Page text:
February 24th, 2005

me: ooh!

Gender and Science, follow-up.

I criticized the Harvard university president's inflammatory speech a few weeks ago. Anyone interested in reading the full text can find a transcript here. I warn you now, it is long, verbose, confusing and clouded with nonsensical jabbering. There are, however, a few points where his meaning is crystal clear.

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A lack of parental socialization problems (which is still a debatable point in American society today) doesn't imply that there are no socialization problems. Is he suggesting that now that women are being allowed to study science, we can't say that there are any socialization problems involved at higher levels of education? To quote Monty Python, "'All wood burns,' states Sir Bedevere, therefore he concludes, all that burns is wood. This is, of course, pure bullshit." I believe that we can acknowledge that many more parents are willing to be supportive of their female children should they be inclined to study science. I also believe that that doesn't preclude criticizing large portions of the academic community for their patrician attitudes. It doesn't preclude assigning at least some of the responsibility for the gender imbalance in the upper ranks of the academic hierarchy to the socialization that occurs within the academic community. The fact that women drop out of academic science after grad school cannot be attributed, therefore, solely to the genetic inferiority of their scientific capabilities to men's. His attempt to lead to that conclusion by glib elimination of a single social factor is disgusting, illogical and, I dare say, contradictory to the scientific method.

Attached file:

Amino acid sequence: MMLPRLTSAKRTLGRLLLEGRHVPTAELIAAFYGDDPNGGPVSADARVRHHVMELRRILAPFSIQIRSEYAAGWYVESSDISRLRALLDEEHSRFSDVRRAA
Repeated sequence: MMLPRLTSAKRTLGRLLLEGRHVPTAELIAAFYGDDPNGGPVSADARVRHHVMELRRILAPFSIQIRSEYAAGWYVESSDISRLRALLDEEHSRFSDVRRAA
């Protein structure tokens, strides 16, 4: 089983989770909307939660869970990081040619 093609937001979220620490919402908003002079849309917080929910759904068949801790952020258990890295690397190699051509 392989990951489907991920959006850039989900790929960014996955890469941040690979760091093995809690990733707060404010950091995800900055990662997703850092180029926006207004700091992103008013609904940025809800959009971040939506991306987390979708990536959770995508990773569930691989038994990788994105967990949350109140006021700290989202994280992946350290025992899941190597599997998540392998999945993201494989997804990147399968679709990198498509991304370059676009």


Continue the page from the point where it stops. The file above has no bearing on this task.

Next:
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I get the feeling this is the point at which a number of the women in attendance walked out of the room. I just love the way he puts the burden of proof on the audience, as if his statements constituted the gospel truth. In case you weren't able to get through that paragraph, what he's implying is that socialization issues and discrimination are less important than intrinsic aptitude in determining the percentage of minorities and women in faculty positions in academic science research. Or, to put it more simply, there are fewer minorities and women in academia in the US because they're not as smart as the white men.

Perhaps, then, he can explain why so many universities have had to put caps on the number of graduate students from India and China that they accept, and why a lot of those students are female. And why these minorities, male and female, return to their home countries to take faculty positions there and sometimes, where visa requirements and language abilities permit, compete with a high degree of success for positions in the US. I could spin you those numbers and turn them into an argument in favor of the genetic superiority of Asian women over white men in the field of scientific research, but I won't. Because I suspect that parental socialization, the pressure of mothers and fathers on their sons and daughters to do well academically from a very young age, in those countries plays a far more important role in the development of their scientific abilities.

Additionally, he implies that, were there a large pool of qualified candidates being passed over because of discrimination, surely someone would have stepped in to take advantage of it. Someone has: the community and liberal arts colleges. But leaving that aside for a moment, why do you suppose that none of the search committees at large research institutions are willing to consider that their hiring practices are discriminatory? Do you suppose it could be a problem of socialization within those small, rather isolated communities? Or wait, no. I've got it. These committees are genetically predisposed against hiring women and minorities!

I think I've wasted enough time on this guy. I read his speech once, and anyone with a grain of sense can tell that it's a well-spun web of deceit, poor logic, and selective consideration of factors. He's making excuses, for himself and the myopic community that he clearly considers unimpeachable in character and behavior. I'm sure he'll do a great job perpetuating the current system.